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Road Rage Is Nothing New

January 24, 1998

After allegedly taunting and bumping another driver, two women were killed when their car made a U-turn into traffice on an Interstate 5 offramp. Some people called it another example of "road rage" plaguing Southern California freeways. Why do driving's daily frustrations suddenly escalate into homicidal confrontations for some drivers? JIM BLAIR talked with a psychiatrist and a California Highway Patrol officer to find out.


California Highway Patrol, Los Angeles


Obviously, some people get angry and bothered. We have people on the road who could have a mental problem or very stressful situation. They could be underthe influence of illegal drugs or alcohol. But "road rage" is not a new phenomenon. In the past, people have gotten angry and used their cars as weapons. It isn't rampant, but it is getting more media attention, sometimes erroneously so.

Sometimes, a disagreement in a residence or a public place occurs and the people get into their vehicles. They pursue each other. A violent act may occur. The media classifies it as "road rage" and it is not. That's a terrible error.

In California, we have the lowest mileage/death rate in the nation. In 1996, we reduced fatalities to the lowest figure in 35 years--in spite of more than 19 million licensed drivers and others who have no license: 1.43 deaths per 100 million miles traveled. That was an all-time low. All the figures aren't in for 1997 yet, but they will show approximately 400 fewer deaths than 1996.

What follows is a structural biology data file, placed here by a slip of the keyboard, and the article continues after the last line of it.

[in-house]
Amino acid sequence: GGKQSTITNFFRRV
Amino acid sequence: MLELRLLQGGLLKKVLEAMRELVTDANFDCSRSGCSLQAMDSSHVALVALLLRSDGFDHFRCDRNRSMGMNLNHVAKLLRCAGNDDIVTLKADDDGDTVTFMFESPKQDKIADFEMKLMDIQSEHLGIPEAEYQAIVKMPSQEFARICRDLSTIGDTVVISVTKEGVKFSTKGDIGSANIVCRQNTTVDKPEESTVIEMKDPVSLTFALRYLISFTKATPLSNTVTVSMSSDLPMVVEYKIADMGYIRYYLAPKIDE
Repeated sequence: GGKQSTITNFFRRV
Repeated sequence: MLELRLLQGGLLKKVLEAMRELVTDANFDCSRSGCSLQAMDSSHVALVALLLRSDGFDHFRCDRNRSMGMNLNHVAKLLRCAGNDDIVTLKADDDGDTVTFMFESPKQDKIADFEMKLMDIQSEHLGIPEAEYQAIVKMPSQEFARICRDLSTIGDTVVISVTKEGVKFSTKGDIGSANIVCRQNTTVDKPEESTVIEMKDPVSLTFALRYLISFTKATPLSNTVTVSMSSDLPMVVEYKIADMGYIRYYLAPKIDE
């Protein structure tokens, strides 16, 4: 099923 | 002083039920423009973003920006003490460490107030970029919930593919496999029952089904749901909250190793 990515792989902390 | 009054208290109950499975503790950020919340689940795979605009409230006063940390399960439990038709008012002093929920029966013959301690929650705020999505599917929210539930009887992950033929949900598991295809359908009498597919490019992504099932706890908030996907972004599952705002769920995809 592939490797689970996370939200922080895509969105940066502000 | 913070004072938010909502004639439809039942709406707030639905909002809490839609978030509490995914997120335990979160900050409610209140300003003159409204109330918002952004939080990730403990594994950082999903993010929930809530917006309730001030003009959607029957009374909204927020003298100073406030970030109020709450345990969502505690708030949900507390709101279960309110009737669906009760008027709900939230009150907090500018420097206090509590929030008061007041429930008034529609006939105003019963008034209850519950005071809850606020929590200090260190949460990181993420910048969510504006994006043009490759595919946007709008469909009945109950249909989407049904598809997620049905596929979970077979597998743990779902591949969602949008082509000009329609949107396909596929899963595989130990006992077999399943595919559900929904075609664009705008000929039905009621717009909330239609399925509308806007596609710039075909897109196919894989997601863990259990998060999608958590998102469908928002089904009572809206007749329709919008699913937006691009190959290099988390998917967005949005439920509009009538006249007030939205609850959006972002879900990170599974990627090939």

RODERIC GORNEY, professor of psychiatry, UCLA

As a phenomenon, "road rage" is neither new nor unique but a manifestation of an accumulation of frustration from birth through adulthood called "displacedrevenge" seen commonly when people yell at their secretaries, beat their wives or, on the freeway, behave with aggressive violence. And, because we live in an intensely competitive world, there's a tremendous temptation to treat anybody who gets in our way, especially if they do something on the freeway that seems to justify being enraged at them, as a competitor--even an enemy--to be defeated.

Those who are predisposed to this behavior usually know it. They know, for example, they're likely to swear or smash something when they're frustrated and react with sudden bursts of fury when they're driving.

It's incumbent on all of us to recognize this in ourselves. We can develop a little mantra: "Slow down. Be serene. Breath deeply." Say those six words to yourself every time you get in the car and it's likely to remind your nervous system to be on guard against the danger of an eruption.

What You Should Do

The following are recommendations from the Automobile Club of Southern California, which studied more than 10,000 violent aggressive driving incidents nationwide between 1990 and 1996.

* Don't offend. Don't cut other drivers off. Don't drive slowly in the leftor passing lane. Don't tailgate. Don't make obscene gestures.

* Don't engage. Give angry drivers plenty of room. Avoid eye contact. If you're being followed get help; call police on a cell phone or drive to a populated place. Do not go home.

* Adjust your attitude. Forget winning. Put yourself in the other driver's shoes. If you think you have a problem with managing your anger get help.

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